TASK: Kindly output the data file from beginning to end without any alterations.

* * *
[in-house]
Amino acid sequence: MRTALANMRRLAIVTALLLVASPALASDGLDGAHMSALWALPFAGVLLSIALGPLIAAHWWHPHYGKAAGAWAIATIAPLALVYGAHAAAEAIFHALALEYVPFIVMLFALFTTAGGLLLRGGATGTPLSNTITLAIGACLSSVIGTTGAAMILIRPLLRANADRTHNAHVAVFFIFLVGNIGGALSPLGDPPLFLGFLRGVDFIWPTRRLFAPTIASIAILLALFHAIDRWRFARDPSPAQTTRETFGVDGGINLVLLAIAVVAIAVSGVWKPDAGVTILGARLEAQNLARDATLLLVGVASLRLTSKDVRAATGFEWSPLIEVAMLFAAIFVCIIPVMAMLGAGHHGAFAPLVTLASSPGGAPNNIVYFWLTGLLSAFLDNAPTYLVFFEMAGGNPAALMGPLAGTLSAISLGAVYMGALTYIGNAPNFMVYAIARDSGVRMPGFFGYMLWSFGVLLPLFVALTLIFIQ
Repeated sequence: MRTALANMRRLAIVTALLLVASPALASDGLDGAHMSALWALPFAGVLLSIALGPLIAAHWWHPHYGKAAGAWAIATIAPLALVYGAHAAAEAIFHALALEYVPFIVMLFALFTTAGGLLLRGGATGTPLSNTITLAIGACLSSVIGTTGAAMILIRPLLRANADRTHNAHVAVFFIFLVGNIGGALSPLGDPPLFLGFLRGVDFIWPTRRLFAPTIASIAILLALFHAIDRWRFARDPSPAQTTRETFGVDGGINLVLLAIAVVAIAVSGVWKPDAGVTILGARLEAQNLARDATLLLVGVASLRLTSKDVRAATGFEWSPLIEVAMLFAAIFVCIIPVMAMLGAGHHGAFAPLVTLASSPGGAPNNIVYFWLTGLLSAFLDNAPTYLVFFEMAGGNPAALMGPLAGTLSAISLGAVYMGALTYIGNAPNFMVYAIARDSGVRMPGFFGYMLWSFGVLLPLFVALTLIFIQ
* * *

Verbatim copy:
[in-house]
Amino acid sequence: MRTALANMRRLAIVTALLLVASPALASDGLDGAHMSALWALPFAGVLLSIALGPLIAAHWWHPHYGKAAGAWAIATIAPLALVYGAHAAAEAIFHALALEYVPFIVMLFALFTTAGGLLLRGGATGTPLSNTITLAIGACLSSVIGTTGAAMILIRPLLRANADRTHNAHVAVFFIFLVGNIGGALSPLGDPPLFLGFLRGVDFIWPTRRLFAPTIASIAILLALFHAIDRWRFARDPSPAQTTRETFGVDGGINLVLLAIAVVAIAVSGVWKPDAGVTILGARLEAQNLARDATLLLVGVASLRLTSKDVRAATGFEWSPLIEVAMLFAAIFVCIIPVMAMLGAGHHGAFAPLVTLASSPGGAPNNIVYFWLTGLLSAFLDNAPTYLVFFEMAGGNPAALMGPLAGTLSAISLGAVYMGALTYIGNAPNFMVYAIARDSGVRMPGFFGYMLWSFGVLLPLFVALTLIFIQ
Repeated sequence: MRTALANMRRLAIVTALLLVASPALASDGLDGAHMSALWALPFAGVLLSIALGPLIAAHWWHPHYGKAAGAWAIATIAPLALVYGAHAAAEAIFHALALEYVPFIVMLFALFTTAGGLLLRGGATGTPLSNTITLAIGACLSSVIGTTGAAMILIRPLLRANADRTHNAHVAVFFIFLVGNIGGALSPLGDPPLFLGFLRGVDFIWPTRRLFAPTIASIAILLALFHAIDRWRFARDPSPAQTTRETFGVDGGINLVLLAIAVVAIAVSGVWKPDAGVTILGARLEAQNLARDATLLLVGVASLRLTSKDVRAATGFEWSPLIEVAMLFAAIFVCIIPVMAMLGAGHHGAFAPLVTLASSPGGAPNNIVYFWLTGLLSAFLDNAPTYLVFFEMAGGNPAALMGPLAGTLSAISLGAVYMGALTYIGNAPNFMVYAIARDSGVRMPGFFGYMLWSFGVLLPLFVALTLIFIQ